It is a pleasure to follow the Secretary of State. Like him, I join the shadow Secretary of State, Mr. Mitchell, and others across the Chamber in expressing sympathy for the people who have lost family members and friends and who even at this moment have no idea what their future will be after this unimaginable disaster of the past 10 days.
I welcome the statement that was part of the Secretary of State's speech today, and acknowledge his intention to come back to the House and make a statement in his own time at some point this week. The official Opposition have however provided us with a good opportunity to air all the different issues and to examine thoroughly what has been going on and what can still go on. I welcome the shadow Secretary of State's decision to move this motion.
On the vexed issue of the motion, I have listened carefully to the contributions from both Front Benches and I wish to make it clear that we will support the motion. It is a shame that the Secretary of State cannot bring himself and his colleagues to support it. I recognise that they have some concerns about the language, but surely what matters is the message that this House sends to the outside world, rather than a dispute about who said what and when, and what represents a particular point of view. In the past few minutes, the Secretary of State has said that we rule nothing out, so I do not understand why the Government cannot accept a motion containing the words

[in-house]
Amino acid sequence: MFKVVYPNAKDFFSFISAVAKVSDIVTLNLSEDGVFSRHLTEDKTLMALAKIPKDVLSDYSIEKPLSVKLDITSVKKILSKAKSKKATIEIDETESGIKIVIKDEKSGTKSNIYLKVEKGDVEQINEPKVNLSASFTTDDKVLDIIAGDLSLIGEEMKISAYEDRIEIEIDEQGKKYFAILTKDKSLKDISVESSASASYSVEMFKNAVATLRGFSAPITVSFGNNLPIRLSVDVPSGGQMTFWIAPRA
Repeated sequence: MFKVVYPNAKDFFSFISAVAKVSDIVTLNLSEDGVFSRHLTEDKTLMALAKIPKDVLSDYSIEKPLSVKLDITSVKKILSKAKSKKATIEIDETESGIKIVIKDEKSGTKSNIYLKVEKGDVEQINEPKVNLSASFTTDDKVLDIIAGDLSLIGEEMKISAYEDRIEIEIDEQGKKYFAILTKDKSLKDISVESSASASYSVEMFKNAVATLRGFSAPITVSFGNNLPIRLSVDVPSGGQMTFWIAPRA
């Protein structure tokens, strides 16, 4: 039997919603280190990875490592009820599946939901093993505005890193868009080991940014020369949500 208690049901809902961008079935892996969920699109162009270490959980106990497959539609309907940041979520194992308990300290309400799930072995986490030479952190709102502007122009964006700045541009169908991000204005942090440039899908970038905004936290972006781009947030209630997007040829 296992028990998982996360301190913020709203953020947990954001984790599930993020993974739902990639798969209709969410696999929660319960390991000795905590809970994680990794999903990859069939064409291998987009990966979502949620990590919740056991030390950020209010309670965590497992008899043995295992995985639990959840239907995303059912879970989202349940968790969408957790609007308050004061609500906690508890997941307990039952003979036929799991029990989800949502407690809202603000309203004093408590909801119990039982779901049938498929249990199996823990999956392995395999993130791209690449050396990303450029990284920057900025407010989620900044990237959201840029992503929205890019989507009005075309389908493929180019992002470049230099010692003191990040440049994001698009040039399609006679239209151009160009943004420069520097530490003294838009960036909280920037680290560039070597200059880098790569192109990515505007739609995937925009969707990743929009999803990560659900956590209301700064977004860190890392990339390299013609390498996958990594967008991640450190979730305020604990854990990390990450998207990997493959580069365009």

"should consider all options for getting help to those who need it, including using direct aid drops."
The Secretary of State has helpfully updated us, although starkly so, about the situation on the ground—it is under water, tragically—in Burma. Some 200,000 people may have lost their lives, and that is a staggering figure—it represents nearly every person who lives in my part of the south of Scotland—and 1.5 million people are homeless or in need of emergency assistance, 300,000 or 400,000 desperately so.
As the Secretary of State and the shadow Secretary of State said, there are some urgent priorities: clean water, food, shelter and medical assistance. The World Food Programme estimated the other day that it was able to deliver only about one fifth of the 375 tonnes of food required each day and that instead of two to three aircraft landing each day, one needed to land every 45 minutes or so.
We should be encouraged, to a certain degree, by what the Secretary of State just told us. He said that about 25 to 30 aircraft are landing today. We must hope that that level will be maintained and that the aid can be used immediately and responsibly. It should not, as others have highlighted, be hijacked by the generals and their acolytes, and then be rebadged or simply not distributed.